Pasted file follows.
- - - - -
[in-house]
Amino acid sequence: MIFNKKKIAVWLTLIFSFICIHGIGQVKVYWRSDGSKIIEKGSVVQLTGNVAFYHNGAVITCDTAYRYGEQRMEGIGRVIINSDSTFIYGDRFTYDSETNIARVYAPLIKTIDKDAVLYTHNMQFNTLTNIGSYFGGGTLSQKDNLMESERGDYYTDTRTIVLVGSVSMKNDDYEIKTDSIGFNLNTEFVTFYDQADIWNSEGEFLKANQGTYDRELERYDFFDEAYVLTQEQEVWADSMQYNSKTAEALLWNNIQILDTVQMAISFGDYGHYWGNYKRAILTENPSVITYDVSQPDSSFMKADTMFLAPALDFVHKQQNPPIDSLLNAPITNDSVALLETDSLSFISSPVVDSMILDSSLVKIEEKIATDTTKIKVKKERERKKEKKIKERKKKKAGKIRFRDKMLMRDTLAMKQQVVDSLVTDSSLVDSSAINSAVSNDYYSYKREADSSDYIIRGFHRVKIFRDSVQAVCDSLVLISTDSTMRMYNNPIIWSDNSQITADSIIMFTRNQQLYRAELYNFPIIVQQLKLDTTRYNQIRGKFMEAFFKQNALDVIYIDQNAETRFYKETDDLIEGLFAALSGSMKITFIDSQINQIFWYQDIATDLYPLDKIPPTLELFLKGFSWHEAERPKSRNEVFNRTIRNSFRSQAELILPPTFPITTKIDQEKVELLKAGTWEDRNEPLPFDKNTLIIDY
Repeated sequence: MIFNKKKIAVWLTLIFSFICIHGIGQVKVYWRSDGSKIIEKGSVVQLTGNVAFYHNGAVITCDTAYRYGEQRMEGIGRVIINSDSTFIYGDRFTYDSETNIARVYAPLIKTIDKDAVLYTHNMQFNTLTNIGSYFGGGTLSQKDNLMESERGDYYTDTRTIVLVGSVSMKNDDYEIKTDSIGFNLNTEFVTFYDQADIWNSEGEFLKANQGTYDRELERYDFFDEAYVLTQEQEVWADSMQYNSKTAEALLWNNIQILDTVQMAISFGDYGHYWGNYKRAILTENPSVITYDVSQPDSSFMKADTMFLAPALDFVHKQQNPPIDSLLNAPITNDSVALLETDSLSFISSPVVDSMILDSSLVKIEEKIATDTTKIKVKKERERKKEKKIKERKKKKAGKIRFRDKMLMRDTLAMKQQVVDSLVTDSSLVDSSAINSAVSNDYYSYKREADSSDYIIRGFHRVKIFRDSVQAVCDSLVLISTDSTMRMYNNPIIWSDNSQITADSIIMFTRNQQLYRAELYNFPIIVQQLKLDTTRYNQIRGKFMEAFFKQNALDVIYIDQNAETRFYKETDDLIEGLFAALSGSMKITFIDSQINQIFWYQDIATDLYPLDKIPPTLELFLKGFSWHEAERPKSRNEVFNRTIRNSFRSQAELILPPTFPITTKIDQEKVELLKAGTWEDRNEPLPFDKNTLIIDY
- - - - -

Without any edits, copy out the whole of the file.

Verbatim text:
[in-house]
Amino acid sequence: MIFNKKKIAVWLTLIFSFICIHGIGQVKVYWRSDGSKIIEKGSVVQLTGNVAFYHNGAVITCDTAYRYGEQRMEGIGRVIINSDSTFIYGDRFTYDSETNIARVYAPLIKTIDKDAVLYTHNMQFNTLTNIGSYFGGGTLSQKDNLMESERGDYYTDTRTIVLVGSVSMKNDDYEIKTDSIGFNLNTEFVTFYDQADIWNSEGEFLKANQGTYDRELERYDFFDEAYVLTQEQEVWADSMQYNSKTAEALLWNNIQILDTVQMAISFGDYGHYWGNYKRAILTENPSVITYDVSQPDSSFMKADTMFLAPALDFVHKQQNPPIDSLLNAPITNDSVALLETDSLSFISSPVVDSMILDSSLVKIEEKIATDTTKIKVKKERERKKEKKIKERKKKKAGKIRFRDKMLMRDTLAMKQQVVDSLVTDSSLVDSSAINSAVSNDYYSYKREADSSDYIIRGFHRVKIFRDSVQAVCDSLVLISTDSTMRMYNNPIIWSDNSQITADSIIMFTRNQQLYRAELYNFPIIVQQLKLDTTRYNQIRGKFMEAFFKQNALDVIYIDQNAETRFYKETDDLIEGLFAALSGSMKITFIDSQINQIFWYQDIATDLYPLDKIPPTLELFLKGFSWHEAERPKSRNEVFNRTIRNSFRSQAELILPPTFPITTKIDQEKVELLKAGTWEDRNEPLPFDKNTLIIDY
Repeated sequence: MIFNKKKIAVWLTLIFSFICIHGIGQVKVYWRSDGSKIIEKGSVVQLTGNVAFYHNGAVITCDTAYRYGEQRMEGIGRVIINSDSTFIYGDRFTYDSETNIARVYAPLIKTIDKDAVLYTHNMQFNTLTNIGSYFGGGTLSQKDNLMESERGDYYTDTRTIVLVGSVSMKNDDYEIKTDSIGFNLNTEFVTFYDQADIWNSEGEFLKANQGTYDRELERYDFFDEAYVLTQEQEVWADSMQYNSKTAEALLWNNIQILDTVQMAISFGDYGHYWGNYKRAILTENPSVITYDVSQPDSSFMKADTMFLAPALDFVHKQQNPPIDSLLNAPITNDSVALLETDSLSFISSPVVDSMILDSSLVKIEEKIATDTTKIKVKKERERKKEKKIKERKKKKAGKIRFRDKMLMRDTLAMKQQVVDSLVTDSSLVDSSAINSAVSNDYYSYKREADSSDYIIRGFHRVKIFRDSVQAVCDSLVLISTDSTMRMYNNPIIWSDNSQITADSIIMFTRNQQLYRAELYNFPIIVQQLKLDTTRYNQIRGKFMEAFFKQNALDVIYIDQNAETRFYKETDDLIEGLFAALSGSMKITFIDSQINQIFWYQDIATDLYPLDKIPPTLELFLKGFSWHEAERPKSRNEVFNRTIRNSFRSQAELILPPTFPITTKIDQEKVELLKAGTWEDRNEPLPFDKNTLIIDY